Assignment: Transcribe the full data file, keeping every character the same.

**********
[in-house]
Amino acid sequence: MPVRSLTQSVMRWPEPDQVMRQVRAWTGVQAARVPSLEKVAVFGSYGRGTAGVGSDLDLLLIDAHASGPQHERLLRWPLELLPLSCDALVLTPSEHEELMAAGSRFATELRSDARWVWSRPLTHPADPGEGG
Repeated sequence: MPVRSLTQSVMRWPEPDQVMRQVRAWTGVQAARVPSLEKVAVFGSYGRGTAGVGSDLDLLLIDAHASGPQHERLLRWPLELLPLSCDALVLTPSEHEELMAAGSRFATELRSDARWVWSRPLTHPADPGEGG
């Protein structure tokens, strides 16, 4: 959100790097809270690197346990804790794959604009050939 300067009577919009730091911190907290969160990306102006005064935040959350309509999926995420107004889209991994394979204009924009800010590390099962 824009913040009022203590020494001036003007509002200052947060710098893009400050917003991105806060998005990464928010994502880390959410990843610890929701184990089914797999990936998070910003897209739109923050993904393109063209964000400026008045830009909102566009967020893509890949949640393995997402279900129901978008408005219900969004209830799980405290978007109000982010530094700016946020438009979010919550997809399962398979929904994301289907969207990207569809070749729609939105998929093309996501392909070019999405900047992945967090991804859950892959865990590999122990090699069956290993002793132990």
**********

[in-house]
Amino acid sequence: MPVRSLTQSVMRWPEPDQVMRQVRAWTGVQAARVPSLEKVAVFGSYGRGTAGVGSDLDLLLIDAHASGPQHERLLRWPLELLPLSCDALVLTPSEHEELMAAGSRFATELRSDARWVWSRPLTHPADPGEGG
Repeated sequence: MPVRSLTQSVMRWPEPDQVMRQVRAWTGVQAARVPSLEKVAVFGSYGRGTAGVGSDLDLLLIDAHASGPQHERLLRWPLELLPLSCDALVLTPSEHEELMAAGSRFATELRSDARWVWSRPLTHPADPGEGG
């Protein structure tokens, strides 16, 4: 959100790097809270690197346990804790794959604009050939 300067009577919009730091911190907290969160990306102006005064935040959350309509999926995420107004889209991994394979204009924009800010590390099962 824009913040009022203590020494001036003007509002200052947060710098893009400050917003991105806060998005990464928010994502880390959410990843610890929701184990089914797999990936998070910003897209739109923050993904393109063209964000400026008045830009909102566009967020893509890949949640393995997402279900129901978008408005219900969004209830799980405290978007109000982010530094700016946020438009979010919550997809399962398979929904994301289907969207990207569809070749729609939105998929093309996501392909070019999405900047992945967090991804859950892959865990590999122990090699069956290993002793132990």